Behery’s response was refreshing; those many Western analysts who follow the same line of thinking—that “radicalism” only came after thinkers like Bana, Qutb, Mawdudi (in Pakistan) or Wahhab (in Arabia) came on the scene—would do well to listen.  After saying that “blaming radicalism on these men is very delusional,” the reformer correctly added:
The man who kills himself [Islamic suicide bomber] today doesn’t kill himself because of the words of Hasan al-Bana or Sayyid al-Qutb, or anyone else.  He kills himself because of what the consensus of the ulema, and the four schools of jurisprudence, have all agreed to.  Hasan al-Bana did not create these ideas [of jihad against infidels and apostates, destroying churches, etc.]; they’ve been around for many, many centuries….   I am talking about Islam [now], not how it is being taught in schools.
By way of example, Behery said if anyone today walks into any Egyptian mosque or bookstore and ask for a book that contains the rulings of the four schools of jurisprudence, “everything that is happening today will be found in them; killing the people of the book [Christians and Jews] is obligatory.  Let’s not start kidding each other and blaming such thoughts on Hassan al-Bana!”  Moreover, Behery said:
There is a short distance between what is written in all these old books and what happened yesterday [Coptic church bombings]—the real bomb is in the books, which repeatedly call the People of the Book “infidels,” which teach that the whole world is infidel…  Hassan al-Bana and Sayyid al-Qutb are not the source of the terror, rather they are followers of these books.  Spare me with the term Qutbism which has caused the nation to suffer terrorism for 50 years.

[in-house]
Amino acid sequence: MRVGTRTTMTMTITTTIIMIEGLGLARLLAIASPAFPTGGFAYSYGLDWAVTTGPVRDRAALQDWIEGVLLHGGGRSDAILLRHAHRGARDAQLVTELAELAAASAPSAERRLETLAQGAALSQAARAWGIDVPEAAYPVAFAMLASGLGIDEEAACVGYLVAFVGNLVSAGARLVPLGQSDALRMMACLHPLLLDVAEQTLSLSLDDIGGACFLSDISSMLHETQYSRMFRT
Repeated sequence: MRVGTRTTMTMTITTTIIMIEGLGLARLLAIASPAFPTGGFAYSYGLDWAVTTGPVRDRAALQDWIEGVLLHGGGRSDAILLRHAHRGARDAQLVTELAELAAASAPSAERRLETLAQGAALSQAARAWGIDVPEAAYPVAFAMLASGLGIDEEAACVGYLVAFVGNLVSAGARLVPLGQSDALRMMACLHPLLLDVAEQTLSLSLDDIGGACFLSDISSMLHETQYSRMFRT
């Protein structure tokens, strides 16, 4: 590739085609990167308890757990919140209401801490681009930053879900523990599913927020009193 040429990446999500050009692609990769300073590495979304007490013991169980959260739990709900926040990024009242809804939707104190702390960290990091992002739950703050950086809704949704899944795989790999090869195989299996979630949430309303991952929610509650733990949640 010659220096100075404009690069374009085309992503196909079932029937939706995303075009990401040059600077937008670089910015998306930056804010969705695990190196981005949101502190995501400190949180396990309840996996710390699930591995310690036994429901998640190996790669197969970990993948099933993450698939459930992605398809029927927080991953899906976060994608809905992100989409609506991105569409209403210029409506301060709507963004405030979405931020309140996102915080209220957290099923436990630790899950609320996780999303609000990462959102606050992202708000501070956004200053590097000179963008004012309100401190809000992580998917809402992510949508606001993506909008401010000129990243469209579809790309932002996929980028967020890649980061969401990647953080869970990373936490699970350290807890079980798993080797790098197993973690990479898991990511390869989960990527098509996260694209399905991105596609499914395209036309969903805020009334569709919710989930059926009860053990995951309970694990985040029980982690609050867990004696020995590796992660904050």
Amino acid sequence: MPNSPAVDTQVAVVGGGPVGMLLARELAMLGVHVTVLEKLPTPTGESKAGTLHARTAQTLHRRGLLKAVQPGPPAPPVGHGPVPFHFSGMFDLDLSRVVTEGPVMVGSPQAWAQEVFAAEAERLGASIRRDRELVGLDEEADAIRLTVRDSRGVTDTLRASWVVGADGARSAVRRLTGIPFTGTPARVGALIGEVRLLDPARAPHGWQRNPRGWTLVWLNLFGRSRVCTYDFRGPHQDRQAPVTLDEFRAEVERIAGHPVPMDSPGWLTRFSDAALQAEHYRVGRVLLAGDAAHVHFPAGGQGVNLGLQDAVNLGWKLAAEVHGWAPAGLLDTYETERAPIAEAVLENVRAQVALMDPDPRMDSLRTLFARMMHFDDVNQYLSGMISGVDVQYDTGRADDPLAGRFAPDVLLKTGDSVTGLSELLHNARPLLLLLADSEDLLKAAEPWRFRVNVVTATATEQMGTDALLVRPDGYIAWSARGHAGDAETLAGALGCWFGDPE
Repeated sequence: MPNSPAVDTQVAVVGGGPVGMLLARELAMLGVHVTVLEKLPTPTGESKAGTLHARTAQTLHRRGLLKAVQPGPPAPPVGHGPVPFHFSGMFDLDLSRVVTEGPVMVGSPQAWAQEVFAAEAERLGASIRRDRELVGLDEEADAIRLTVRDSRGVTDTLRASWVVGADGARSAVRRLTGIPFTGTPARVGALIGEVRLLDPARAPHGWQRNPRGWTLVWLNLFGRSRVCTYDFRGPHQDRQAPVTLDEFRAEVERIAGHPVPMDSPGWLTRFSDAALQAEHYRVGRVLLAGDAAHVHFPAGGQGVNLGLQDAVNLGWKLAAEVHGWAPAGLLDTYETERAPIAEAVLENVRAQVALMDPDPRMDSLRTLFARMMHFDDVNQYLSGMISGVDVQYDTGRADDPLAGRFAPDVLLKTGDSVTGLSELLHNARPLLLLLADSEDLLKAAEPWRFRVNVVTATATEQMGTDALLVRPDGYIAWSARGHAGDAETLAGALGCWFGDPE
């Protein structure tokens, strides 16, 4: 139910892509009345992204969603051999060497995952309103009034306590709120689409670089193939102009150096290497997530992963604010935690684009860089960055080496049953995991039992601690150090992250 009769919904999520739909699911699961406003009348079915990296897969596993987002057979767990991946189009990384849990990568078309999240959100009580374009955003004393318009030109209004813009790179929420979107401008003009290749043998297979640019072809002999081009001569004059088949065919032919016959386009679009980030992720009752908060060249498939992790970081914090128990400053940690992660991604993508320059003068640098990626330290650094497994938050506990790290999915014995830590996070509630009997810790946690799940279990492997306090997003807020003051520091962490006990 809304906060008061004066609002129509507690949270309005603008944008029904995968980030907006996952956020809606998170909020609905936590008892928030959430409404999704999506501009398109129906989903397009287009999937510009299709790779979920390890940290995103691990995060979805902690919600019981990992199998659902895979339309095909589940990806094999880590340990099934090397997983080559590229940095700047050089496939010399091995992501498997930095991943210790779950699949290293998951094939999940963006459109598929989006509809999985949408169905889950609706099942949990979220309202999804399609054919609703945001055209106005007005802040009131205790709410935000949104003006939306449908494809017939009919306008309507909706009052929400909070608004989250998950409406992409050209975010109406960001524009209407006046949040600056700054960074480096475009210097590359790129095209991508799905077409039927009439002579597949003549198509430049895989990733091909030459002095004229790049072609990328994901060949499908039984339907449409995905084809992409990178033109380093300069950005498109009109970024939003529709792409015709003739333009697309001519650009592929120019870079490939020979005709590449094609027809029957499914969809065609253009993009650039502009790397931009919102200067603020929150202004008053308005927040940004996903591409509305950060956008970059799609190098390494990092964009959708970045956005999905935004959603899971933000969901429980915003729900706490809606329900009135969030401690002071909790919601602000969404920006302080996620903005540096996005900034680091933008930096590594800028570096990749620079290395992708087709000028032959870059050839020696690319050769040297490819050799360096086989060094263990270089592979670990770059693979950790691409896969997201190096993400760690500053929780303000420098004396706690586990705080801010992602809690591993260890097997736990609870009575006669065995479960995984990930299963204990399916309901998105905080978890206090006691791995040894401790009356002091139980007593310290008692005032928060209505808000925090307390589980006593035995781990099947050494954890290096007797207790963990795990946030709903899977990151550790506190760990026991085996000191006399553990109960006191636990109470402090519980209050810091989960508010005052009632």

Behery does not blame Al Azhar for the existence of these books; rather he, like many reformers, wants the Islamic institution to break tradition, denounce the rulings of the four schools of law as the products of fallible mortals, and reform them in ways compatible to the modern world.  He said that, whereas Egypt’s former grand imam, Sheikh Muhammad Sayyid Tantawi (d. 2010), had “without even being asked removed all the old books and placed just one introductory book, when al-Tayeb [who days ago embraced Pope Francis] came, he got rid of that book and brought all the old books back, which are full of slaughter and bloodshed.” 
In short, Behery called on the Egyptian government—and here the Vatican would do well to listen—not to rely on Al Azhar to make any reforms, since if anything it has taken Egypt backwards.